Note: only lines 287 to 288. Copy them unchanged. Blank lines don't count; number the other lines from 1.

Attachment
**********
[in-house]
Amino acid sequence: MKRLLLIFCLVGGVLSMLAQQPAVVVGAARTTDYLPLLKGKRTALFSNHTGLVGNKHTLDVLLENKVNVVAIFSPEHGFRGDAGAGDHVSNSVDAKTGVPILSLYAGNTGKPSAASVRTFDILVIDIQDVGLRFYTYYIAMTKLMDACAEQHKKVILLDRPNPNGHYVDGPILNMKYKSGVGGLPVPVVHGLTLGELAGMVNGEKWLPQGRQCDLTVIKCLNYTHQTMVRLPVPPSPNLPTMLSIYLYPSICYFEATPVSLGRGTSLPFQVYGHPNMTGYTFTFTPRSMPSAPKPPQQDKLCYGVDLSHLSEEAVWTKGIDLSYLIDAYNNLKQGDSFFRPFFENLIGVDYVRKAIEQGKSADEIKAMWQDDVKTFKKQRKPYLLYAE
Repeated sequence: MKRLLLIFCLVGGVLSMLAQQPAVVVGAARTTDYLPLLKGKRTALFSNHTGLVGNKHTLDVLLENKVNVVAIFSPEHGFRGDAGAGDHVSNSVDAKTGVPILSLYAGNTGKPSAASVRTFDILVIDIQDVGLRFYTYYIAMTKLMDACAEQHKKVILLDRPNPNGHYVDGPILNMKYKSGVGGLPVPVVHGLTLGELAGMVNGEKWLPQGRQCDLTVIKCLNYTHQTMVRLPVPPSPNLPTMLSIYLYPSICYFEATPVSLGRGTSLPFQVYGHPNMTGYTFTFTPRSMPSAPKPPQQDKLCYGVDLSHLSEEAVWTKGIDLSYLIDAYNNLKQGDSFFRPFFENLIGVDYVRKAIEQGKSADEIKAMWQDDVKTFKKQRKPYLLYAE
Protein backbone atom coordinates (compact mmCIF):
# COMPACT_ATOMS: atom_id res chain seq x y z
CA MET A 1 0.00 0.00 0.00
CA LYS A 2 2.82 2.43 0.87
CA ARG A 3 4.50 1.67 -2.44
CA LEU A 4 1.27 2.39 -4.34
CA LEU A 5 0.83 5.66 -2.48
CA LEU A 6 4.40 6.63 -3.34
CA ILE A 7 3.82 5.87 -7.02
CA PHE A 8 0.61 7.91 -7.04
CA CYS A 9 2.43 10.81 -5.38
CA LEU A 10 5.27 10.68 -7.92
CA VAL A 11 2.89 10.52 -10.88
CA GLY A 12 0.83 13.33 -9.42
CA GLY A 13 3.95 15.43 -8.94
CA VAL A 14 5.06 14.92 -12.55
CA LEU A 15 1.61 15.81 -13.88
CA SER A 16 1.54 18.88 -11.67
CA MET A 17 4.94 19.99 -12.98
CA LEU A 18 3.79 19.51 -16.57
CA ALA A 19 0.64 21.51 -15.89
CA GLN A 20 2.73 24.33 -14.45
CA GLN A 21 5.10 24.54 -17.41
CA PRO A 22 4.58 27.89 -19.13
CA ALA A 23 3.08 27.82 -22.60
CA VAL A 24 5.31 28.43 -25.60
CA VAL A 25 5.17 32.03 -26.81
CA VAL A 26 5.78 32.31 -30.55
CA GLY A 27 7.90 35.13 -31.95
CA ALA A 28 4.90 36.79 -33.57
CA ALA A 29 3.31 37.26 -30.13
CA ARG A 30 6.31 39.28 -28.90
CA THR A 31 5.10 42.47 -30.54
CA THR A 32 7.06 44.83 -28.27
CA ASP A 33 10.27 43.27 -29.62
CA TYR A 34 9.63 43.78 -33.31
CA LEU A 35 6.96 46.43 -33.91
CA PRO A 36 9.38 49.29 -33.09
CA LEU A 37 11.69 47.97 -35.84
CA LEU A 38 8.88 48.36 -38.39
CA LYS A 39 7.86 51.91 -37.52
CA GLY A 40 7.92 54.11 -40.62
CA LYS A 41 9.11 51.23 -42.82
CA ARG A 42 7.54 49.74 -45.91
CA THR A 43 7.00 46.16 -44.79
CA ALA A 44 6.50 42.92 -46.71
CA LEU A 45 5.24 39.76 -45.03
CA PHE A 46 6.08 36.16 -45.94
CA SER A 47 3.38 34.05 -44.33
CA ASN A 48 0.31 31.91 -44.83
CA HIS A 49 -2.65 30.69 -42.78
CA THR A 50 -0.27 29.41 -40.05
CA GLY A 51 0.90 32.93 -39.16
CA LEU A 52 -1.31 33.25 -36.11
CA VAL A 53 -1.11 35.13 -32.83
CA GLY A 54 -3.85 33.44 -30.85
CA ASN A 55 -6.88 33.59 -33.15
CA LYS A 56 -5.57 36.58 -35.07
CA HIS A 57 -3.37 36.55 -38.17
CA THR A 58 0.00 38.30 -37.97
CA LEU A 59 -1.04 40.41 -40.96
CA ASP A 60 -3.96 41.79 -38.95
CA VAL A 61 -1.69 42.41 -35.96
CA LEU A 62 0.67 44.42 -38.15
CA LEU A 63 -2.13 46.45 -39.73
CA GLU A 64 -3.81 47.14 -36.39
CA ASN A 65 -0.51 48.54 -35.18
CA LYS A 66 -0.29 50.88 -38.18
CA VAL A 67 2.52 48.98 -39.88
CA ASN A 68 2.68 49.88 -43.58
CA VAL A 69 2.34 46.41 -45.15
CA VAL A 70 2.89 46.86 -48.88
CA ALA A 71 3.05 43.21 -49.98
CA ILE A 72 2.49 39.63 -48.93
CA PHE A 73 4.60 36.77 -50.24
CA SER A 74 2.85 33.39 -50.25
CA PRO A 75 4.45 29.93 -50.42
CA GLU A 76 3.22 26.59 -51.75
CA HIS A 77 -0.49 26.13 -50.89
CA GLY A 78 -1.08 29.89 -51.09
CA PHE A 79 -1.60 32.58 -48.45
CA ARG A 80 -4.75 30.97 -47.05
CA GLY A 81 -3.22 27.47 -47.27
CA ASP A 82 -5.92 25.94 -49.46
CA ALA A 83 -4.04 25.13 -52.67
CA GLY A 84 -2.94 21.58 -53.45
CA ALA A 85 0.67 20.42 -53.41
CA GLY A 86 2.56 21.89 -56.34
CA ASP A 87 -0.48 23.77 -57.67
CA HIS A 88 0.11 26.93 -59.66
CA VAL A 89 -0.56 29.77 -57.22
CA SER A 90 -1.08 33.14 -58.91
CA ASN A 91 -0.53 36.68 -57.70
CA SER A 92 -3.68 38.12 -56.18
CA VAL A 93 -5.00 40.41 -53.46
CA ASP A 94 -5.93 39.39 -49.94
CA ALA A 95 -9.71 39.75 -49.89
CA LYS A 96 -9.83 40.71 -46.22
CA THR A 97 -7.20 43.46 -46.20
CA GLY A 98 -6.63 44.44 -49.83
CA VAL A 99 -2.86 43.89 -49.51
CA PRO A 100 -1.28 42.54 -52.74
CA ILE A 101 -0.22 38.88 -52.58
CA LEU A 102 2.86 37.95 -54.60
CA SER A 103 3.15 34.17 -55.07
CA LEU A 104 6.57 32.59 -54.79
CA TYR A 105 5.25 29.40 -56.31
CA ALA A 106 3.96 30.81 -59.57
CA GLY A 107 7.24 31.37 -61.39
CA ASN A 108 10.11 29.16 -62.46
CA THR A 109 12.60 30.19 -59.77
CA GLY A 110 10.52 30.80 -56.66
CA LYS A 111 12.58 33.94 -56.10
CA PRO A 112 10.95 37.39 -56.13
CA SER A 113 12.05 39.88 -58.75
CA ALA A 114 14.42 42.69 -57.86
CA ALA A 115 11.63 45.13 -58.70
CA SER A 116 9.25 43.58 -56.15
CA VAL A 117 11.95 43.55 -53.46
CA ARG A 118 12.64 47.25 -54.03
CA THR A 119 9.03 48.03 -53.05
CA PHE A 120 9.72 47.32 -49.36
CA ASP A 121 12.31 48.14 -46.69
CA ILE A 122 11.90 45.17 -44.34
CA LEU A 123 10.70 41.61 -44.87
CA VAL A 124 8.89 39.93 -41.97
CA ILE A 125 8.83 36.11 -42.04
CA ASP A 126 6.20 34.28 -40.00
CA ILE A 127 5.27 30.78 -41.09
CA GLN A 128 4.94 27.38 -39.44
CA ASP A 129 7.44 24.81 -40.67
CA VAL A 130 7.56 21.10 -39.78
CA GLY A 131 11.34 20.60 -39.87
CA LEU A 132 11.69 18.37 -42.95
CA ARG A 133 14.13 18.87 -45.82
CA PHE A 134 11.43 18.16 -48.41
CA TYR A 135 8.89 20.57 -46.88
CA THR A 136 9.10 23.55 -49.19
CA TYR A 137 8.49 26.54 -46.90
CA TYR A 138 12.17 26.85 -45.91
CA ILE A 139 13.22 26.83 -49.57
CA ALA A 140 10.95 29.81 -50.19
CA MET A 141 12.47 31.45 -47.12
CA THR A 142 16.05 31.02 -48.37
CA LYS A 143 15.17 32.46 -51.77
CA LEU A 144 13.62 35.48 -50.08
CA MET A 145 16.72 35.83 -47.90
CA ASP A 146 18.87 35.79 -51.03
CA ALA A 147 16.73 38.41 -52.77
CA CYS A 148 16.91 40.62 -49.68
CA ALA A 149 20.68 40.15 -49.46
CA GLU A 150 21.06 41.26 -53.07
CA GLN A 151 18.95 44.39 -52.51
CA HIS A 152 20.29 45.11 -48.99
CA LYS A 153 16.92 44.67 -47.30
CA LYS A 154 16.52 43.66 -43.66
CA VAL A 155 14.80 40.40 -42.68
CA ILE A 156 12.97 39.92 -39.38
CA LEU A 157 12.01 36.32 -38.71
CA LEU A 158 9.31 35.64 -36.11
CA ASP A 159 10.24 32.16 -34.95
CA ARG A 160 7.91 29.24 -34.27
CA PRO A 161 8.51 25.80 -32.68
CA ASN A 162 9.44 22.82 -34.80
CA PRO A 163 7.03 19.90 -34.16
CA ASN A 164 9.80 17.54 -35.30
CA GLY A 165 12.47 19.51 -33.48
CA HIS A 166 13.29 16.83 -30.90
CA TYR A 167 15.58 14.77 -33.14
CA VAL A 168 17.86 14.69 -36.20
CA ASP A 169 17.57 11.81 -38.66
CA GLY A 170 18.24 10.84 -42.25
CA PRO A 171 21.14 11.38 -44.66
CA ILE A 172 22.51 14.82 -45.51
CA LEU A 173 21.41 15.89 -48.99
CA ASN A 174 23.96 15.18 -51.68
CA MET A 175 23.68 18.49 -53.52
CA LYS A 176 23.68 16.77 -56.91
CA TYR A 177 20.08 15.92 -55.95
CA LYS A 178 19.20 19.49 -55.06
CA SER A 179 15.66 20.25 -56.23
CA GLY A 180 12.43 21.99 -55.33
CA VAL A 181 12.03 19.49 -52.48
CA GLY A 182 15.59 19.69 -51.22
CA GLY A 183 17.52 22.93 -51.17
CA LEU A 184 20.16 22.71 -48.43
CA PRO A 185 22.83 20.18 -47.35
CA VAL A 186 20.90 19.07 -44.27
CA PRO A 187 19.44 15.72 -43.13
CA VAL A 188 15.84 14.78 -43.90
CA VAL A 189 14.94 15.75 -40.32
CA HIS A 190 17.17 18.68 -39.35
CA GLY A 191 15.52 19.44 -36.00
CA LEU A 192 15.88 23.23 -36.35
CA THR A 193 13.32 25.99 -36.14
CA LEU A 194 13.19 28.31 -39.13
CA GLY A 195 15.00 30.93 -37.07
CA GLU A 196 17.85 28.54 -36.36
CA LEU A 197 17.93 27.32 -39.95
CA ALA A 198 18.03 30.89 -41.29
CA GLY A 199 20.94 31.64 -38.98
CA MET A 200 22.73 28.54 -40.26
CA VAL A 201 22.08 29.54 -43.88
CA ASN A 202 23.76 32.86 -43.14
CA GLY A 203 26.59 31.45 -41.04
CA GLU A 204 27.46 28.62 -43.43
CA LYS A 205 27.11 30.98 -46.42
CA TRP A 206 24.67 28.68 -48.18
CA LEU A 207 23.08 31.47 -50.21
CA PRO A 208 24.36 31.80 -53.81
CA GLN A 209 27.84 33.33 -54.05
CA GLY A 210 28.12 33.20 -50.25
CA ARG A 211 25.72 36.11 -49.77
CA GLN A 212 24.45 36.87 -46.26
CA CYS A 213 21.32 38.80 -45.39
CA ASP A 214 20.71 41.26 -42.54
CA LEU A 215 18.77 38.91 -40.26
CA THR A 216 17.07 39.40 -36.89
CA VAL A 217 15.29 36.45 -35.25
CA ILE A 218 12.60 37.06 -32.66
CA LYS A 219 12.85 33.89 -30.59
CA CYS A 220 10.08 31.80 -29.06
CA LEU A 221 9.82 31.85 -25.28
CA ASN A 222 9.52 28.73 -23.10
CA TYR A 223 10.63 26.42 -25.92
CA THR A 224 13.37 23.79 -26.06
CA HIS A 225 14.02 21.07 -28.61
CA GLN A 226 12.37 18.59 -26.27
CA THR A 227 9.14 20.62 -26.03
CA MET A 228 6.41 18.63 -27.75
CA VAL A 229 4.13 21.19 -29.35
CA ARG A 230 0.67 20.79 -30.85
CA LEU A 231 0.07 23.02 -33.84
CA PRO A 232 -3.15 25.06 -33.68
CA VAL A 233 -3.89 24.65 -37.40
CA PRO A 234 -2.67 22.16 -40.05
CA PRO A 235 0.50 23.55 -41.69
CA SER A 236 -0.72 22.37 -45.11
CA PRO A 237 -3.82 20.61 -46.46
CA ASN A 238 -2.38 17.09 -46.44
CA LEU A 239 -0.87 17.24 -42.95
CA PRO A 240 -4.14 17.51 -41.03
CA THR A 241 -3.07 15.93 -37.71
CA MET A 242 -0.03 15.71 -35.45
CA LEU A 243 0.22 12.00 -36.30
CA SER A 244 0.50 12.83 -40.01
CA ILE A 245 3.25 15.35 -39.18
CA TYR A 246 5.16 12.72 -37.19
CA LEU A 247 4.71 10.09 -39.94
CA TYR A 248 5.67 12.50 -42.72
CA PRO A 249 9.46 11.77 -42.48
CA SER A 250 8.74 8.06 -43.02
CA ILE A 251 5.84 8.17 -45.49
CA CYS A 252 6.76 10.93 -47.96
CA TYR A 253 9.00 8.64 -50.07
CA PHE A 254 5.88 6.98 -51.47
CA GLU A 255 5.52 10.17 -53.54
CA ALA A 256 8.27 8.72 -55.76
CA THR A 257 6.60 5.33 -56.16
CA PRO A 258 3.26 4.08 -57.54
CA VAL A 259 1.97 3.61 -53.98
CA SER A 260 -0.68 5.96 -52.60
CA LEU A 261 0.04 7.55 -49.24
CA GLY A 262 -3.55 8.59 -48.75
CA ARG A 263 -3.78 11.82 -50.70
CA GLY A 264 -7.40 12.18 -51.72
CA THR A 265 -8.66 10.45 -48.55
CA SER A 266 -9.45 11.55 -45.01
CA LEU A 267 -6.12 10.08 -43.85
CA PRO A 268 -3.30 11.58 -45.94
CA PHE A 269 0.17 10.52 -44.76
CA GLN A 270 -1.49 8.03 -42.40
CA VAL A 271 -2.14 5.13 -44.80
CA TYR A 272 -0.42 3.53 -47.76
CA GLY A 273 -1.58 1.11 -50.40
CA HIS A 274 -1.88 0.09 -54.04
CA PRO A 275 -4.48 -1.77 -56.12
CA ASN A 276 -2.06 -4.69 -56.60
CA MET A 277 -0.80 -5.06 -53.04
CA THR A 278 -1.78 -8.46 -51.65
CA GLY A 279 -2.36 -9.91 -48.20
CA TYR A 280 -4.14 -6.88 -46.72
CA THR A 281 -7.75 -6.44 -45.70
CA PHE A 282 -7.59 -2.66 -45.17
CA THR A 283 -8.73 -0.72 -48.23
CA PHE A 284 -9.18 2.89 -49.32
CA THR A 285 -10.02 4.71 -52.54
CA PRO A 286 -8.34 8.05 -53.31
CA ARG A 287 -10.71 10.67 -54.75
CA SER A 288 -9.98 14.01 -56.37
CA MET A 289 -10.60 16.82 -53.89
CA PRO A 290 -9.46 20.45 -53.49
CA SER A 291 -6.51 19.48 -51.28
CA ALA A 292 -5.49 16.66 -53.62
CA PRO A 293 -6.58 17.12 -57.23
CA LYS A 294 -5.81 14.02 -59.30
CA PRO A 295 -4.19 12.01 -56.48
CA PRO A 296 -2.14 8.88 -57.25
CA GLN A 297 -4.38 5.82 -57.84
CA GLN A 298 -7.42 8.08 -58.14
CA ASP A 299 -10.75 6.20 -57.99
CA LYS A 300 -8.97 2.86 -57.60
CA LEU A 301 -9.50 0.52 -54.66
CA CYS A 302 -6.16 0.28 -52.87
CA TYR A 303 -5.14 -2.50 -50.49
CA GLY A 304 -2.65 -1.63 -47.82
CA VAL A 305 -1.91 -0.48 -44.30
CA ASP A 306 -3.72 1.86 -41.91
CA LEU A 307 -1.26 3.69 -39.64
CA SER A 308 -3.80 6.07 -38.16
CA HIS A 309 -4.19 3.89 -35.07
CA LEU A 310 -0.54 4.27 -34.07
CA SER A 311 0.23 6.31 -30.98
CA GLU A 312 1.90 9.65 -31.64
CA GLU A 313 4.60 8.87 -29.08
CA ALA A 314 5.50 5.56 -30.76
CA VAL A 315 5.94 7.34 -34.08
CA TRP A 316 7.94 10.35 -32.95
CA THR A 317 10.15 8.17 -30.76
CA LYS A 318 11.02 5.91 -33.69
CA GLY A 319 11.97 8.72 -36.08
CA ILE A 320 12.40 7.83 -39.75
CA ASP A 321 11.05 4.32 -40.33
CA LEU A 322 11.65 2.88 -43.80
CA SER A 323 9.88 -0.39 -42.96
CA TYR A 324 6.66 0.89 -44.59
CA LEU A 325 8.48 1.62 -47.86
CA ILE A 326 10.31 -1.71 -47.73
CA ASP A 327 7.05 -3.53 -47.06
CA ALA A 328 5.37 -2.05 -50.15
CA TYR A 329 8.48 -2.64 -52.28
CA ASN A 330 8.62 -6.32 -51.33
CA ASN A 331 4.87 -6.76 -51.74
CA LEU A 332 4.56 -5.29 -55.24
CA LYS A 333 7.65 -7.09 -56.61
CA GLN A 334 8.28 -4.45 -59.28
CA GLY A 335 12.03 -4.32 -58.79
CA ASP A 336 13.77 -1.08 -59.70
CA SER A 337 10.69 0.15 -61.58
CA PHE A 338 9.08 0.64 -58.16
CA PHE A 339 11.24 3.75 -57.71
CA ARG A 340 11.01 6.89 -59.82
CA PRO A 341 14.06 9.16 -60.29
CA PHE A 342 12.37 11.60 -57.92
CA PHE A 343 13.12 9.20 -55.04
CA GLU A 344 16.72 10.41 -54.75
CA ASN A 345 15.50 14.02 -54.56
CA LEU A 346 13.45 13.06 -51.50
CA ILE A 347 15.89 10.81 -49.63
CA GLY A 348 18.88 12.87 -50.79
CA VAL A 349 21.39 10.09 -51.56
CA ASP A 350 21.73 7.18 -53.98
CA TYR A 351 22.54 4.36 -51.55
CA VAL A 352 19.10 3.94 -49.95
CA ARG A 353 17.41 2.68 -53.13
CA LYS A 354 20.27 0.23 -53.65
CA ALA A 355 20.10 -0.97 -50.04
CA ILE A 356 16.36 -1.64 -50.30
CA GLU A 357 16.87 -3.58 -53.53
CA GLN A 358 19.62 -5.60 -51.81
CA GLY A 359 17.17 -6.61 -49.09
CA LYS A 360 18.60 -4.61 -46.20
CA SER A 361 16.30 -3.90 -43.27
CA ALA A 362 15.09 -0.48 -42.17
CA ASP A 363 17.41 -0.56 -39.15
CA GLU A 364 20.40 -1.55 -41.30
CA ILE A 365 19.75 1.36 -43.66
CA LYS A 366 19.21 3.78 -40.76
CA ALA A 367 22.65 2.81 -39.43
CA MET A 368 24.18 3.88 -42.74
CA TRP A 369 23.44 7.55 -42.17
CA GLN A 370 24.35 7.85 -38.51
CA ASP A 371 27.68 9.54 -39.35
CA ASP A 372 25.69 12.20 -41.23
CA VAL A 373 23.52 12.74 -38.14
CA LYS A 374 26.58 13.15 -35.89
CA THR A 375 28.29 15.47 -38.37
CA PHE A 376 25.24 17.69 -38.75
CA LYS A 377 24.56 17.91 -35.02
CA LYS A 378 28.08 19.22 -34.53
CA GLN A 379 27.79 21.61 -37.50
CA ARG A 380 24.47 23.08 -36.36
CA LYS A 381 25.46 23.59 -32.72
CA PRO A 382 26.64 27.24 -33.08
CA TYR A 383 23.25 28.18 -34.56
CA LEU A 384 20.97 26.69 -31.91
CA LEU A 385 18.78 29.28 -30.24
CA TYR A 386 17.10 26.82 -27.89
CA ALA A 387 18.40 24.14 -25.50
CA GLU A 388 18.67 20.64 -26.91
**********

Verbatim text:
CA PHE A 282 -7.59 -2.66 -45.17
CA THR A 283 -8.73 -0.72 -48.23